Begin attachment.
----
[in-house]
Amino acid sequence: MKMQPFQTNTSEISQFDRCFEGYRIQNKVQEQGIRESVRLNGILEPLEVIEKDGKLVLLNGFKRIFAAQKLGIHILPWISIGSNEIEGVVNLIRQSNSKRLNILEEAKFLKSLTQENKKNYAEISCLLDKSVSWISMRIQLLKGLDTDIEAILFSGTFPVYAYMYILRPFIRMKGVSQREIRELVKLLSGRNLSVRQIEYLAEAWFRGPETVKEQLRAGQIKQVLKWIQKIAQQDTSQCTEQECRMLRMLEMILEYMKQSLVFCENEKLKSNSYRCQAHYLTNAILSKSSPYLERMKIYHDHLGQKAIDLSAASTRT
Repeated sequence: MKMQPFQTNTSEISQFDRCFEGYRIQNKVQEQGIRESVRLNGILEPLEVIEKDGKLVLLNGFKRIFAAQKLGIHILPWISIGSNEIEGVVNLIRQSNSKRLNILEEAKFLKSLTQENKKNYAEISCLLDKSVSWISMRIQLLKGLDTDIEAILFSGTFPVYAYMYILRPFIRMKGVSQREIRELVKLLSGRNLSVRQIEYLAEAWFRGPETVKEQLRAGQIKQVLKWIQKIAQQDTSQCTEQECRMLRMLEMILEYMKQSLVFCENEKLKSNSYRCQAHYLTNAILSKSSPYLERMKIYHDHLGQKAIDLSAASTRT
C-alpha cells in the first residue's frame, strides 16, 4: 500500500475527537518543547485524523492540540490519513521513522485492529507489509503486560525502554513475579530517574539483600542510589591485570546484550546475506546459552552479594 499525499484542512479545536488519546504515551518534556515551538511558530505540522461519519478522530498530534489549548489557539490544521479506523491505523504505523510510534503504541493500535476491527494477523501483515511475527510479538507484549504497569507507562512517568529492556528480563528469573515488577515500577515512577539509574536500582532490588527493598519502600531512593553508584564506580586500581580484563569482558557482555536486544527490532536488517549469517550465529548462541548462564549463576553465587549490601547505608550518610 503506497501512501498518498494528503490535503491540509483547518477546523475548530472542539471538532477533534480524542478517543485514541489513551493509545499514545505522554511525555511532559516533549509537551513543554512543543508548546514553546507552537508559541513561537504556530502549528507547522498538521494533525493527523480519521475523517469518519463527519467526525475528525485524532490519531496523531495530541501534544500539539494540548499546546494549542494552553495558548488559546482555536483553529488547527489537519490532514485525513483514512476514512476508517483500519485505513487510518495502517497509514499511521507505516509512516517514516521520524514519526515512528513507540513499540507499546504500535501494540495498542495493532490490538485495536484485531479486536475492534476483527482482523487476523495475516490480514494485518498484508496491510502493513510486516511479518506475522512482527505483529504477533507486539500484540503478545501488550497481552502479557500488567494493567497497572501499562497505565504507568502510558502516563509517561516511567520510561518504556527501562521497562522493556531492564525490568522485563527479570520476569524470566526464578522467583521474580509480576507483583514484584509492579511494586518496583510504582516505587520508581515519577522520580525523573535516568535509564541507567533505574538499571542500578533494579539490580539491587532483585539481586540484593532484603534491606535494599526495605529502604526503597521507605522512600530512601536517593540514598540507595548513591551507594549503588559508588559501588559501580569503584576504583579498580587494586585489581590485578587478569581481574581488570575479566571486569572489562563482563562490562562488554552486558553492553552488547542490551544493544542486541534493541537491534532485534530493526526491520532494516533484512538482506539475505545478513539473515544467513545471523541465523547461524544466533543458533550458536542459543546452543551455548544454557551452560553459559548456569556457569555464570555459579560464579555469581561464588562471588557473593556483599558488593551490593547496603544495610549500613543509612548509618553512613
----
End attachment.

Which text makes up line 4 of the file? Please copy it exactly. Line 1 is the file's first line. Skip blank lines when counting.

C-alpha cells in the first residue's frame, strides 16, 4: 500500500475527537518543547485524523492540540490519513521513522485492529507489509503486560525502554513475579530517574539483600542510589591485570546484550546475506546459552552479594 499525499484542512479545536488519546504515551518534556515551538511558530505540522461519519478522530498530534489549548489557539490544521479506523491505523504505523510510534503504541493500535476491527494477523501483515511475527510479538507484549504497569507507562512517568529492556528480563528469573515488577515500577515512577539509574536500582532490588527493598519502600531512593553508584564506580586500581580484563569482558557482555536486544527490532536488517549469517550465529548462541548462564549463576553465587549490601547505608550518610 503506497501512501498518498494528503490535503491540509483547518477546523475548530472542539471538532477533534480524542478517543485514541489513551493509545499514545505522554511525555511532559516533549509537551513543554512543543508548546514553546507552537508559541513561537504556530502549528507547522498538521494533525493527523480519521475523517469518519463527519467526525475528525485524532490519531496523531495530541501534544500539539494540548499546546494549542494552553495558548488559546482555536483553529488547527489537519490532514485525513483514512476514512476508517483500519485505513487510518495502517497509514499511521507505516509512516517514516521520524514519526515512528513507540513499540507499546504500535501494540495498542495493532490490538485495536484485531479486536475492534476483527482482523487476523495475516490480514494485518498484508496491510502493513510486516511479518506475522512482527505483529504477533507486539500484540503478545501488550497481552502479557500488567494493567497497572501499562497505565504507568502510558502516563509517561516511567520510561518504556527501562521497562522493556531492564525490568522485563527479570520476569524470566526464578522467583521474580509480576507483583514484584509492579511494586518496583510504582516505587520508581515519577522520580525523573535516568535509564541507567533505574538499571542500578533494579539490580539491587532483585539481586540484593532484603534491606535494599526495605529502604526503597521507605522512600530512601536517593540514598540507595548513591551507594549503588559508588559501588559501580569503584576504583579498580587494586585489581590485578587478569581481574581488570575479566571486569572489562563482563562490562562488554552486558553492553552488547542490551544493544542486541534493541537491534532485534530493526526491520532494516533484512538482506539475505545478513539473515544467513545471523541465523547461524544466533543458533550458536542459543546452543551455548544454557551452560553459559548456569556457569555464570555459579560464579555469581561464588562471588557473593556483599558488593551490593547496603544495610549500613543509612548509618553512613